- Smoke-free units reduce fire danger, which may also reduce insurance costs.
- Smoking materials is the leading cause of home and total fire deaths in the U.S.
What Can Be Done to Eliminate Drifting Smoke?
The U.S. Surgeon General's 2006 Report concludes that eliminating smoking in indoor places fully protects nonsmoker's from exposure to secondhand smoke. As an owner or manager, there are repairs or changes that may reduce your tenants' exposure to secondhand smoke. These changes will help to reduce the health risks associated with secondhand smoke exposure, but will not eliminate the drift of smoke 100%. These repairs or changes include:
- Fill in openings in floors and walls using tape, foam or caulk.
- Install pads and seals around electrical outlets and switches.
- Waterproof doors and windows with weathering stripping.
- Install fans and increase outside air.
- Ask smokers to restrict smoking.
- Post "No-Smoking" signs in common areas.
Frequently Asked Questions: Landlords
Would a smoke-free policy illegally and unfairly discriminate against smokers?
The right to smoke or not to smoke is not a right that is protected under the Civil Rights Act of 1964 because smokers are not a protected class under federal law. Also, owners may use as a legitimate argument that smoking adds maintenance expenses and damages carpets, drapes and paint. A smoke-free policy is acceptable only if it targets the behavior, not the smoker. That is, you can rent to a smoker, but they are not allowed to smoke in the units. You have the right to restrict smoking in the units, building, common areas, and on the premises.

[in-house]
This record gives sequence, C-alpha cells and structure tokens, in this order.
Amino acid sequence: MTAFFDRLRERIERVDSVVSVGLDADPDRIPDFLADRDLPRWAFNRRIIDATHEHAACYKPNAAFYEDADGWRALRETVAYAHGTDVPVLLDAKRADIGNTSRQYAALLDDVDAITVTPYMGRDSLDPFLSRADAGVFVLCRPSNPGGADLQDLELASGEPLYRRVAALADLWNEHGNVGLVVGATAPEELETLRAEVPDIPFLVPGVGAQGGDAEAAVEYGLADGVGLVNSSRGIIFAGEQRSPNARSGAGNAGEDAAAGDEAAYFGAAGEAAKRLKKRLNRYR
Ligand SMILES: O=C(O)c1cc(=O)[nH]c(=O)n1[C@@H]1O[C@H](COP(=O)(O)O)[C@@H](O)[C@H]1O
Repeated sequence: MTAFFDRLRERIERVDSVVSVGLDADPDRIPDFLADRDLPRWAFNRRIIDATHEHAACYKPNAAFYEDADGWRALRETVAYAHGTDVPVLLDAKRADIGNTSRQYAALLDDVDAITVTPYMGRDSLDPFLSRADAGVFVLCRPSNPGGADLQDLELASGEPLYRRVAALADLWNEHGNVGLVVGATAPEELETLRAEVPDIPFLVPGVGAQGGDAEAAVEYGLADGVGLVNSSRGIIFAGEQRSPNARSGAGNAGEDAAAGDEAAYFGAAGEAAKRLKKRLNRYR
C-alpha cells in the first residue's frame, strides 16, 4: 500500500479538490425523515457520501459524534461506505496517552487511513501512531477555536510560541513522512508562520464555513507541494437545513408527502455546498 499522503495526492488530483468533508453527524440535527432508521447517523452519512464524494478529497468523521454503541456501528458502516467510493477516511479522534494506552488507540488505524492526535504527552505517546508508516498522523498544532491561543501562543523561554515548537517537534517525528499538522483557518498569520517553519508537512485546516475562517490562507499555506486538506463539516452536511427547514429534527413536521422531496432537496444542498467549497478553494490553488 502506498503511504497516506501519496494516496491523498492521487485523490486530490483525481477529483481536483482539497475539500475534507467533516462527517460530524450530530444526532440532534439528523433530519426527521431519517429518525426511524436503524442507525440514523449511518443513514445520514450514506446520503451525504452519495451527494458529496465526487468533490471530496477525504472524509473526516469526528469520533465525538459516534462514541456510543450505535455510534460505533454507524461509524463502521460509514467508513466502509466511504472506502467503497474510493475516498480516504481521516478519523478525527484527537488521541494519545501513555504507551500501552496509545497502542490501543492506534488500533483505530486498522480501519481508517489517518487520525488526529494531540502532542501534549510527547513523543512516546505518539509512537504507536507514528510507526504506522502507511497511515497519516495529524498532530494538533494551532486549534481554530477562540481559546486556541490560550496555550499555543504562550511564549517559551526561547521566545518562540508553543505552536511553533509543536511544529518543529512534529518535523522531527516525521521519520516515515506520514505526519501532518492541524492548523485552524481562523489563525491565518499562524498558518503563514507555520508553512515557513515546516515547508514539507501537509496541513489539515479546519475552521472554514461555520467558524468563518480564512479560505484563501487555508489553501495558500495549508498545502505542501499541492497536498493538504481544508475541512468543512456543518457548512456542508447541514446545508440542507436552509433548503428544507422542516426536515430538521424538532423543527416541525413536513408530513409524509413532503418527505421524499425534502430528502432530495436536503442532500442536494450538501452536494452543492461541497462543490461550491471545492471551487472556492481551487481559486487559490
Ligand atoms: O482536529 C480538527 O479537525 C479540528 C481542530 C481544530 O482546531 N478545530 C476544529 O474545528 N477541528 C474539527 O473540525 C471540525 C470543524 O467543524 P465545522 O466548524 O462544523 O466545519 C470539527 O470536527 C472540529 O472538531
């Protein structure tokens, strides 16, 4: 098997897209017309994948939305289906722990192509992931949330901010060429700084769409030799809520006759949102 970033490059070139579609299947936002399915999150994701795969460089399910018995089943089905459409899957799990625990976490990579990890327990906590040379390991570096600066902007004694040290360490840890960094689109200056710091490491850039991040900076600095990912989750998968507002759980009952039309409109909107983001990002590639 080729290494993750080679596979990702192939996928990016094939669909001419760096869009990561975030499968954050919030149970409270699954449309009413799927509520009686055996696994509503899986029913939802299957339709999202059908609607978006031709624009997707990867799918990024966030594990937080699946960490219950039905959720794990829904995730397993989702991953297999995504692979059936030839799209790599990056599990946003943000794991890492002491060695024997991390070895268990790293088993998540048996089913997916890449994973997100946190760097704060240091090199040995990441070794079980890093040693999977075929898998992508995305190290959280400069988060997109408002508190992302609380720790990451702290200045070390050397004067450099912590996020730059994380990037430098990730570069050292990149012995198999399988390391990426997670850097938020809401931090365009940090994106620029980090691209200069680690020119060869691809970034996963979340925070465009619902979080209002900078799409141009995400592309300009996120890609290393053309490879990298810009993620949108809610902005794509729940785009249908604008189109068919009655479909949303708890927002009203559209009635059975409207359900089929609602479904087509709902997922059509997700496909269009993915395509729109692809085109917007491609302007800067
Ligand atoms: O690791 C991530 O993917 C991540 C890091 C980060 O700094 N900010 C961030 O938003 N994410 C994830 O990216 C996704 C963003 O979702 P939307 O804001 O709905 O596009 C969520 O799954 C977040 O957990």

Would a smoke-free policy instigate a lawsuit from an angry smoker?
You will more likely face a lawsuit from a frustrated nonsmoker than from a smoker. Today's legal climate tends to favor nonsmokers in these kinds of disputes. Many legal cases involving various apartment dwellings throughout the United States have been filed and won by residents. Under Utah law, secondhand smoke is considered a nuisance in apartments and condominiums. For more information on the Secondhand Smoke Amendments, contact your legal advisor.
Would enforcement of a smoking ban be difficult?
Once you implement a policy, smoking will be so noticeable by other residents that you are likely to hear about it. Enforcing a policy is less of a headache that mediating disputes between smoker and nonsmokers without a policy in place. "No Smoking" signs help increase awareness and decrease the need for management intervention. You would use roughly the same enforcement policy you use for other violations of rules such as throwing loud parties, or parking in prohibited areas. If you do have a "no-smoking" policy in place and you do not enforce it, you may be held liable for the consequences.